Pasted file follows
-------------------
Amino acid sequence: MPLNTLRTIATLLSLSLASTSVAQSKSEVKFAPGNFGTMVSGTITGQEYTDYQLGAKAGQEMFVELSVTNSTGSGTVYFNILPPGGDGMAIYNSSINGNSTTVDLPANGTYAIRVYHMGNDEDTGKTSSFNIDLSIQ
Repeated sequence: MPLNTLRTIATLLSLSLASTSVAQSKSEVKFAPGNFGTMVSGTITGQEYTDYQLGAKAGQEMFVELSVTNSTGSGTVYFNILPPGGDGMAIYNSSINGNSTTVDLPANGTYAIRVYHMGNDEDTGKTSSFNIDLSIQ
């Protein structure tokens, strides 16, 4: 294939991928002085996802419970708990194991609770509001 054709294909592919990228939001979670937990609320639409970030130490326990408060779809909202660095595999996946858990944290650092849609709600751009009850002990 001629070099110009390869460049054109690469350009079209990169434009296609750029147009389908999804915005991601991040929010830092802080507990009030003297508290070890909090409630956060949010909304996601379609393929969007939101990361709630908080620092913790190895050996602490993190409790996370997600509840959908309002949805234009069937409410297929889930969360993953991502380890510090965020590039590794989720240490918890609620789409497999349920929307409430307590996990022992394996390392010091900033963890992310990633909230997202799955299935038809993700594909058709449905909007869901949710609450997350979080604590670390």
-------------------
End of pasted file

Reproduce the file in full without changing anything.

Amino acid sequence: MPLNTLRTIATLLSLSLASTSVAQSKSEVKFAPGNFGTMVSGTITGQEYTDYQLGAKAGQEMFVELSVTNSTGSGTVYFNILPPGGDGMAIYNSSINGNSTTVDLPANGTYAIRVYHMGNDEDTGKTSSFNIDLSIQ
Repeated sequence: MPLNTLRTIATLLSLSLASTSVAQSKSEVKFAPGNFGTMVSGTITGQEYTDYQLGAKAGQEMFVELSVTNSTGSGTVYFNILPPGGDGMAIYNSSINGNSTTVDLPANGTYAIRVYHMGNDEDTGKTSSFNIDLSIQ
């Protein structure tokens, strides 16, 4: 294939991928002085996802419970708990194991609770509001 054709294909592919990228939001979670937990609320639409970030130490326990408060779809909202660095595999996946858990944290650092849609709600751009009850002990 001629070099110009390869460049054109690469350009079209990169434009296609750029147009389908999804915005991601991040929010830092802080507990009030003297508290070890909090409630956060949010909304996601379609393929969007939101990361709630908080620092913790190895050996602490993190409790996370997600509840959908309002949805234009069937409410297929889930969360993953991502380890510090965020590039590794989720240490918890609620789409497999349920929307409430307590996990022992394996390392010091900033963890992310990633909230997202799955299935038809993700594909058709449905909007869901949710609450997350979080604590670390």